“The whole world is suffering from the swift spread of the coronavirus, which has filled people everywhere with unprecedented dread,” he told Arab News.
“With scientists having little information about the virus, a cure isn’t likely to come out soon, so the continuation of the situation makes suspending the Hajj necessary to protect lives.”
Nasira drew attention to the fact that some Muslim countries, including Iran and Turkey, are among the biggest casualties of the pandemic.
“We don’t want to add fuel to the fire. It’s illogical, and Islam also never accepts or approves that. If I were a mufti, I wouldn’t hesitate to call for a suspension,” he said.
Ahmed Al-Ghamdi, a researcher of Islamic studies, pointed out that the Hajj is not a limited ritual in the sense that it can be carried out at least once in the lifetime of an adult Muslim.
“Performing the Hajj isn’t limited to a specific time. An adult Muslim can perform the Hajj whenever he or she likes once they’ve reached the age of discretion,” he told Arab News.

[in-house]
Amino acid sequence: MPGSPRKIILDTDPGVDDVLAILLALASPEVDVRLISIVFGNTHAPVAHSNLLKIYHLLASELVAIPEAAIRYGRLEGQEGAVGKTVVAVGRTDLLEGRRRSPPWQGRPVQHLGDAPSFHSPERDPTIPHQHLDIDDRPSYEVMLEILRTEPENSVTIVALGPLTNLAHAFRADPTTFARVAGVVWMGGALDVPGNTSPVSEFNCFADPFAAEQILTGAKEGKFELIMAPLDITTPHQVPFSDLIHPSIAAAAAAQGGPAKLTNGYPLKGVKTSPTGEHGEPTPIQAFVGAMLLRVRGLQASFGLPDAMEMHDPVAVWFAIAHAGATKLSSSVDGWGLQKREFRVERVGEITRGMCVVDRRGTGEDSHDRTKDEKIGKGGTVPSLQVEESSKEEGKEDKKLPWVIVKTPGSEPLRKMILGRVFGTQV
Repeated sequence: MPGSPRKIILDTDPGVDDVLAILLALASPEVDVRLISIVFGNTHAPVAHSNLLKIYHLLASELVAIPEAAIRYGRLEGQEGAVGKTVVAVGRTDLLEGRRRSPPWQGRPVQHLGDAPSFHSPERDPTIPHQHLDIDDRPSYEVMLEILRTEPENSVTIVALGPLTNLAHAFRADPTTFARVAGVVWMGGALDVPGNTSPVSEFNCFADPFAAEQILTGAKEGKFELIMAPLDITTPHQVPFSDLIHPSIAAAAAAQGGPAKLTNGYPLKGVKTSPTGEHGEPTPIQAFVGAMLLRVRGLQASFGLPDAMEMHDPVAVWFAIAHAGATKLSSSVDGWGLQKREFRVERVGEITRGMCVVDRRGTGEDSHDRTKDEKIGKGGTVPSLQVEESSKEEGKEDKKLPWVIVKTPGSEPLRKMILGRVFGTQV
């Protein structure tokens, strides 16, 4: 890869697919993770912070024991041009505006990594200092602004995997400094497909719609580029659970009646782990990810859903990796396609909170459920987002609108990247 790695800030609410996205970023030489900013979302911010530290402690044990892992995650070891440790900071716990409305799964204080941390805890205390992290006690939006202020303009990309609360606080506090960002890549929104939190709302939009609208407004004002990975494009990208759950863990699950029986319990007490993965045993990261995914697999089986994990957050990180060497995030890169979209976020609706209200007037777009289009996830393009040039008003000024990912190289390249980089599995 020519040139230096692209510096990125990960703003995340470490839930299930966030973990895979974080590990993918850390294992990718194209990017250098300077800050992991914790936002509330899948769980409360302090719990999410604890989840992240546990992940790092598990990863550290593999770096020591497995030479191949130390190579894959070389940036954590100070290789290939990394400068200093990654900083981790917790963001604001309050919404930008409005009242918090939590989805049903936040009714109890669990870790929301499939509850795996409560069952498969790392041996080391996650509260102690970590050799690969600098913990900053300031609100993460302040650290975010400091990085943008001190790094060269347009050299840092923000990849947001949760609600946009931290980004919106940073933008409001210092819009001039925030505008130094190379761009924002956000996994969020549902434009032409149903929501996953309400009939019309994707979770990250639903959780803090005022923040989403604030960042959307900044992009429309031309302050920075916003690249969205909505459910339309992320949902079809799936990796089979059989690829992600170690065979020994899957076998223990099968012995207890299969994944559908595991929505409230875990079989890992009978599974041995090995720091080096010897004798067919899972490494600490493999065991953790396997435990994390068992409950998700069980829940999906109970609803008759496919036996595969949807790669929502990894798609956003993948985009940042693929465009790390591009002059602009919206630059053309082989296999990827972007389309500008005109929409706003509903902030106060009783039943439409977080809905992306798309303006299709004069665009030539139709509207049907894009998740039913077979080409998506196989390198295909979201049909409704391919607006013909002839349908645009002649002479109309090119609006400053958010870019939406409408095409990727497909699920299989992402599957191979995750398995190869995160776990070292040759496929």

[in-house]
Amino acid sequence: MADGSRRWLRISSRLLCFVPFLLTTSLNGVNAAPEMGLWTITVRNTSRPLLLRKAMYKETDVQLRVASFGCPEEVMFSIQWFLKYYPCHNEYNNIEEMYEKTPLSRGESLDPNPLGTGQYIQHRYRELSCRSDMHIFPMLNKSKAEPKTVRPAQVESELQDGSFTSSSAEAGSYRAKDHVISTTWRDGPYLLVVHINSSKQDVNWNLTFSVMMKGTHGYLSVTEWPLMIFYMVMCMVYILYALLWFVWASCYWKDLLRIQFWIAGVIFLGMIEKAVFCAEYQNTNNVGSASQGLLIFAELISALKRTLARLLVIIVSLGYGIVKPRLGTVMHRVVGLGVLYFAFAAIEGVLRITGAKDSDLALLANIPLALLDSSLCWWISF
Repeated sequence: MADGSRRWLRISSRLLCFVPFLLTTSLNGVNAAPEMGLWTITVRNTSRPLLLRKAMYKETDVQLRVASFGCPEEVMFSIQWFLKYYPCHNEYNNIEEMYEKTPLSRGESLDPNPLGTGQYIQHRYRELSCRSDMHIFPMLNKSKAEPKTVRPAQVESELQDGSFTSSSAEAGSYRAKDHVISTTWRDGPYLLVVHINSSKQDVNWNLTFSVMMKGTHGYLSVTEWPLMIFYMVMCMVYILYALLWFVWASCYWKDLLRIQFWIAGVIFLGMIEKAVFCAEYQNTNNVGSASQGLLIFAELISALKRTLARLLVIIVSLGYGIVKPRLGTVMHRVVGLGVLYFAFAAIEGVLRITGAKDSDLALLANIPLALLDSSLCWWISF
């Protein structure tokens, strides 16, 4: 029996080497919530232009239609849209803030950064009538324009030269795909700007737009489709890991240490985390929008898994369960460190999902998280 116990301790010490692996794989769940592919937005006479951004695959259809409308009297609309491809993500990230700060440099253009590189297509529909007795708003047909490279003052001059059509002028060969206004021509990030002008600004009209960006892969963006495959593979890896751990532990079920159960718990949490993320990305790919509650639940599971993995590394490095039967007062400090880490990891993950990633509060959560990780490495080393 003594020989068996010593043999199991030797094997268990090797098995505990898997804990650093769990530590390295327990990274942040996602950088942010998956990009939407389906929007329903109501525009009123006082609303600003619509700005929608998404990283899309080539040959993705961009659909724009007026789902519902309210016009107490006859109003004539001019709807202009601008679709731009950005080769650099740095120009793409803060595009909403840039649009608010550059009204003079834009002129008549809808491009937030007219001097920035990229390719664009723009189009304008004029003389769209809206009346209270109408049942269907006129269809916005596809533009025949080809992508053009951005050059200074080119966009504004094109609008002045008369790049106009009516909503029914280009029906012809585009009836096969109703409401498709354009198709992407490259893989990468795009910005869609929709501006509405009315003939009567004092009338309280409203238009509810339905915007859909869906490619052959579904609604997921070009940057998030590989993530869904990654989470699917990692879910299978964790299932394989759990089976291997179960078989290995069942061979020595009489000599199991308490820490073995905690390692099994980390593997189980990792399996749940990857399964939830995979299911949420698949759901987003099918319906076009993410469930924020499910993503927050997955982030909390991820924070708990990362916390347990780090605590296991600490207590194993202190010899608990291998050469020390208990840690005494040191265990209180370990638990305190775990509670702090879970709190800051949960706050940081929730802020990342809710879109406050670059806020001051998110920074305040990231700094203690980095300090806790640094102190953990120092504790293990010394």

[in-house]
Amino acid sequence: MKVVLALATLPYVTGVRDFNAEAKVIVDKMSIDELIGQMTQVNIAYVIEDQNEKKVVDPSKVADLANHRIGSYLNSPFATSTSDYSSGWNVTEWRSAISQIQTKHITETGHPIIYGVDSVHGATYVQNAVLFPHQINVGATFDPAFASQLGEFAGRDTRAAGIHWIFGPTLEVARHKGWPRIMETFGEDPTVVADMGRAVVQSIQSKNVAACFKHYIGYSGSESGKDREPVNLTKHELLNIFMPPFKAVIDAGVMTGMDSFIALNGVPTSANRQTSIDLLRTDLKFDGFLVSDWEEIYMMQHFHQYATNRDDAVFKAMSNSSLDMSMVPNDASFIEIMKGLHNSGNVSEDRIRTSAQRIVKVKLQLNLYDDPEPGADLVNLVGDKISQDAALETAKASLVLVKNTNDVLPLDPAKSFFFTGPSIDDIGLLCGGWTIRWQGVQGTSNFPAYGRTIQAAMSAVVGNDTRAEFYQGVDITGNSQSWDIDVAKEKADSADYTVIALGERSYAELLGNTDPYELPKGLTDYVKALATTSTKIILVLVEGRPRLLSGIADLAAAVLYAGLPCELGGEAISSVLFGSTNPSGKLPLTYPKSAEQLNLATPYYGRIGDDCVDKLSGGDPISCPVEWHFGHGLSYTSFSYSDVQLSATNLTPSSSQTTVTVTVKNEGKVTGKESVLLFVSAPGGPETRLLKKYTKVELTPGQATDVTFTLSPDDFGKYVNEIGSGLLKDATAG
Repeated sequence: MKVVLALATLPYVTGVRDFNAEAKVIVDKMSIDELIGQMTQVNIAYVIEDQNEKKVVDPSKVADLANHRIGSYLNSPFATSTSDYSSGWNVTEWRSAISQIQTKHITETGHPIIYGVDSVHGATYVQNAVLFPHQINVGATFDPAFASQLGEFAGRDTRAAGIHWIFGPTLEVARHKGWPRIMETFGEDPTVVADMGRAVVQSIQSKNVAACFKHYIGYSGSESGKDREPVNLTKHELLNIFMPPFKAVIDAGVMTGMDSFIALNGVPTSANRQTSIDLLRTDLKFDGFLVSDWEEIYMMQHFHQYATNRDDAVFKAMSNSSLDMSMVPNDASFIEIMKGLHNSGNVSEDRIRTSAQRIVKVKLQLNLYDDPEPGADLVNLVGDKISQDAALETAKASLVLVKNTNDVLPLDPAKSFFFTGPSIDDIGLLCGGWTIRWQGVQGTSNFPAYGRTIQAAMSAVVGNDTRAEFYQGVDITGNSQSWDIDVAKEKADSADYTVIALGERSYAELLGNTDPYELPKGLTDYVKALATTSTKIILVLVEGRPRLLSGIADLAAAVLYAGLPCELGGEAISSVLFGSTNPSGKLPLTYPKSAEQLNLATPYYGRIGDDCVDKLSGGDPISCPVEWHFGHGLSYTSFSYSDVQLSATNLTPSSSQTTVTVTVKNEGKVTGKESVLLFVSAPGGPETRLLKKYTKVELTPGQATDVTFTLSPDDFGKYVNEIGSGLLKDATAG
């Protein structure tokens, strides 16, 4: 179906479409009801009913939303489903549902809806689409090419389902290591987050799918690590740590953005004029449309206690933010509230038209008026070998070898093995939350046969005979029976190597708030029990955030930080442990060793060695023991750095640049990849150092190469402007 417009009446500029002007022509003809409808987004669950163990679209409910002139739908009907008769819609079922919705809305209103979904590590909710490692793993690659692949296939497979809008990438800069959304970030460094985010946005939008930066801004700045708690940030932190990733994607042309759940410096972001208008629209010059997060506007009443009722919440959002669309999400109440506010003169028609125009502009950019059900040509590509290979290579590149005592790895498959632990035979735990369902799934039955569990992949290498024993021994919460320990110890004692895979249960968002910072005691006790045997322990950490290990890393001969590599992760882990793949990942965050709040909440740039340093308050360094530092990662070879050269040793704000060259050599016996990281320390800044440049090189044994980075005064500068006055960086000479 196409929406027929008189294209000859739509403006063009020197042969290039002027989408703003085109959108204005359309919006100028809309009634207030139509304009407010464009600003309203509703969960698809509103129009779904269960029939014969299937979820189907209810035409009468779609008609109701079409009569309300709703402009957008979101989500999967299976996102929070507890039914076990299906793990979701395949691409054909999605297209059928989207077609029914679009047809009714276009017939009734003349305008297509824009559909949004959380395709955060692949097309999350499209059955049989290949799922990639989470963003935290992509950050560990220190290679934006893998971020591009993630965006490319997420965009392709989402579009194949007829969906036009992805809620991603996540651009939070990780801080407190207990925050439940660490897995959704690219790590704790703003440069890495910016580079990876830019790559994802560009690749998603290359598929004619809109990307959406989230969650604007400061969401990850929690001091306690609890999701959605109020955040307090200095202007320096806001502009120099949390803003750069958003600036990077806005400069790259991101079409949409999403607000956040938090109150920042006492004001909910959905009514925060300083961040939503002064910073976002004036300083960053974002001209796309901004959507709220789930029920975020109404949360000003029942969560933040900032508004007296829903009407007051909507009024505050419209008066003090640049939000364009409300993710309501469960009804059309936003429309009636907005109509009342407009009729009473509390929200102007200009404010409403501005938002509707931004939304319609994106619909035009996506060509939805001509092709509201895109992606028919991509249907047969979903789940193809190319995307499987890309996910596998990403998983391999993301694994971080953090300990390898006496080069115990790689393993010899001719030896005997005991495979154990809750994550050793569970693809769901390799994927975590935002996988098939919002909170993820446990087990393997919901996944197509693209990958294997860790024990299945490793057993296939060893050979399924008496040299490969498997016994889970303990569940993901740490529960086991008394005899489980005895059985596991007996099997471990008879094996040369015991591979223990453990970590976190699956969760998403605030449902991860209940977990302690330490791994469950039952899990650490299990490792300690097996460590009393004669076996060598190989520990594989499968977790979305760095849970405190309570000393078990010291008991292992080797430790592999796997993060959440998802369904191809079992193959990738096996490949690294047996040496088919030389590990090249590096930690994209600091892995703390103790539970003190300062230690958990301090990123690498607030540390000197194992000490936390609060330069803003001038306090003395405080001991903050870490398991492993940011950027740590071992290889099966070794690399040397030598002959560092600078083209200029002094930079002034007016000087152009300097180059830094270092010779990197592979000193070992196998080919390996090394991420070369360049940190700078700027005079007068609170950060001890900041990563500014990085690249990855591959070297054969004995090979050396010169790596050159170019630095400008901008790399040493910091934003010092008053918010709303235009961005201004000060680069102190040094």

“Prophet Muhammad, for instance, didn’t perform the pilgrimage in the first year the Hajj became a duty. He made his Hajj a year later,” said Al-Ghamdi, who specializes in Hadith and Islamic sciences. Like Nasira, he maintains that Islamic Shariah strongly backs public interest and wellbeing.
“In case of dire necessity, such as because of the spread of the coronavirus disease, political reasons or security compulsions, the Hajj can be suspended and this doesn’t contradict Islamic teachings,” Al-Ghamdi said. “The Almighty has ordered us to not expose ourselves to danger.”
Moreover, Al-Ghamdi said, the Hajj is founded in reason and logic, so if health officials find that a contagious sickness can cause deaths, preserving people’s lives is more important than the pilgrimage itself. “Nothing is wrong with this line of reasoning in Islamic Shariah,” he added.